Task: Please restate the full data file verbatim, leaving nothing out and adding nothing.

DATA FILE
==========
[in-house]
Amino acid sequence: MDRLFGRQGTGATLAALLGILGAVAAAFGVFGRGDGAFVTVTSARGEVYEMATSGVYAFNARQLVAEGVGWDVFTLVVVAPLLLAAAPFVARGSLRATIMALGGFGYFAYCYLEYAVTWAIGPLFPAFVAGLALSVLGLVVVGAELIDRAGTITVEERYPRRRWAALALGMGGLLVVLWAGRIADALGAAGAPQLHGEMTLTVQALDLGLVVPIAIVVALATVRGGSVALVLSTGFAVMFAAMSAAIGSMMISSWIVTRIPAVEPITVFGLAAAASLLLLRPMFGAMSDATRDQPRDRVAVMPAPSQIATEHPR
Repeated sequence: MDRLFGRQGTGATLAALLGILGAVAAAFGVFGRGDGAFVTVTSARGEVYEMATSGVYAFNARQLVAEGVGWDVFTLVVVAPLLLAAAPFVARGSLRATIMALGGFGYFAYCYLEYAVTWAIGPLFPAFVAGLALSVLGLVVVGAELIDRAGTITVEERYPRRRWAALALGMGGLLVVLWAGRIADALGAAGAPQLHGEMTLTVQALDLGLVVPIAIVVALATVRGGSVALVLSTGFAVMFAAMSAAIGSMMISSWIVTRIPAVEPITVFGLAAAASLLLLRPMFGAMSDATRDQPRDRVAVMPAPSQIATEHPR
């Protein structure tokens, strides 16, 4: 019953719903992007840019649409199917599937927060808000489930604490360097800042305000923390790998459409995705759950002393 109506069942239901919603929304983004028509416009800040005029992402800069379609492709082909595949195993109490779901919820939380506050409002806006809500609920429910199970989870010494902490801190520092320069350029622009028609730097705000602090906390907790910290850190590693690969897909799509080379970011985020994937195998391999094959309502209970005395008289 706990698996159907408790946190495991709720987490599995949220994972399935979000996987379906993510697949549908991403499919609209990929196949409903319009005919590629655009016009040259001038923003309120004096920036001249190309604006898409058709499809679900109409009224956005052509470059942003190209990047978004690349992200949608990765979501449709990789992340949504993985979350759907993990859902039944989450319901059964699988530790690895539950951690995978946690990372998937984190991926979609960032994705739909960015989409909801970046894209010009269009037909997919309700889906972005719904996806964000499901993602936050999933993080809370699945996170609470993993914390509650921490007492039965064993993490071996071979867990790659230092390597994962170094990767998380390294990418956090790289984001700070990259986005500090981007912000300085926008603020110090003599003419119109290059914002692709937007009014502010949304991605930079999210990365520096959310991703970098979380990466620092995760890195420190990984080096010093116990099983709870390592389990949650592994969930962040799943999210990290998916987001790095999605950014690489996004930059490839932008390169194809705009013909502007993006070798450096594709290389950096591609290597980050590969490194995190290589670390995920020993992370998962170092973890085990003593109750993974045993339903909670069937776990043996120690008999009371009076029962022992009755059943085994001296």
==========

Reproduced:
[in-house]
Amino acid sequence: MDRLFGRQGTGATLAALLGILGAVAAAFGVFGRGDGAFVTVTSARGEVYEMATSGVYAFNARQLVAEGVGWDVFTLVVVAPLLLAAAPFVARGSLRATIMALGGFGYFAYCYLEYAVTWAIGPLFPAFVAGLALSVLGLVVVGAELIDRAGTITVEERYPRRRWAALALGMGGLLVVLWAGRIADALGAAGAPQLHGEMTLTVQALDLGLVVPIAIVVALATVRGGSVALVLSTGFAVMFAAMSAAIGSMMISSWIVTRIPAVEPITVFGLAAAASLLLLRPMFGAMSDATRDQPRDRVAVMPAPSQIATEHPR
Repeated sequence: MDRLFGRQGTGATLAALLGILGAVAAAFGVFGRGDGAFVTVTSARGEVYEMATSGVYAFNARQLVAEGVGWDVFTLVVVAPLLLAAAPFVARGSLRATIMALGGFGYFAYCYLEYAVTWAIGPLFPAFVAGLALSVLGLVVVGAELIDRAGTITVEERYPRRRWAALALGMGGLLVVLWAGRIADALGAAGAPQLHGEMTLTVQALDLGLVVPIAIVVALATVRGGSVALVLSTGFAVMFAAMSAAIGSMMISSWIVTRIPAVEPITVFGLAAAASLLLLRPMFGAMSDATRDQPRDRVAVMPAPSQIATEHPR
């Protein structure tokens, strides 16, 4: 019953719903992007840019649409199917599937927060808000489930604490360097800042305000923390790998459409995705759950002393 109506069942239901919603929304983004028509416009800040005029992402800069379609492709082909595949195993109490779901919820939380506050409002806006809500609920429910199970989870010494902490801190520092320069350029622009028609730097705000602090906390907790910290850190590693690969897909799509080379970011985020994937195998391999094959309502209970005395008289 706990698996159907408790946190495991709720987490599995949220994972399935979000996987379906993510697949549908991403499919609209990929196949409903319009005919590629655009016009040259001038923003309120004096920036001249190309604006898409058709499809679900109409009224956005052509470059942003190209990047978004690349992200949608990765979501449709990789992340949504993985979350759907993990859902039944989450319901059964699988530790690895539950951690995978946690990372998937984190991926979609960032994705739909960015989409909801970046894209010009269009037909997919309700889906972005719904996806964000499901993602936050999933993080809370699945996170609470993993914390509650921490007492039965064993993490071996071979867990790659230092390597994962170094990767998380390294990418956090790289984001700070990259986005500090981007912000300085926008603020110090003599003419119109290059914002692709937007009014502010949304991605930079999210990365520096959310991703970098979380990466620092995760890195420190990984080096010093116990099983709870390592389990949650592994969930962040799943999210990290998916987001790095999605950014690489996004930059490839932008390169194809705009013909502007993006070798450096594709290389950096591609290597980050590969490194995190290589670390995920020993992370998962170092973890085990003593109750993974045993339903909670069937776990043996120690008999009371009076029962022992009755059943085994001296």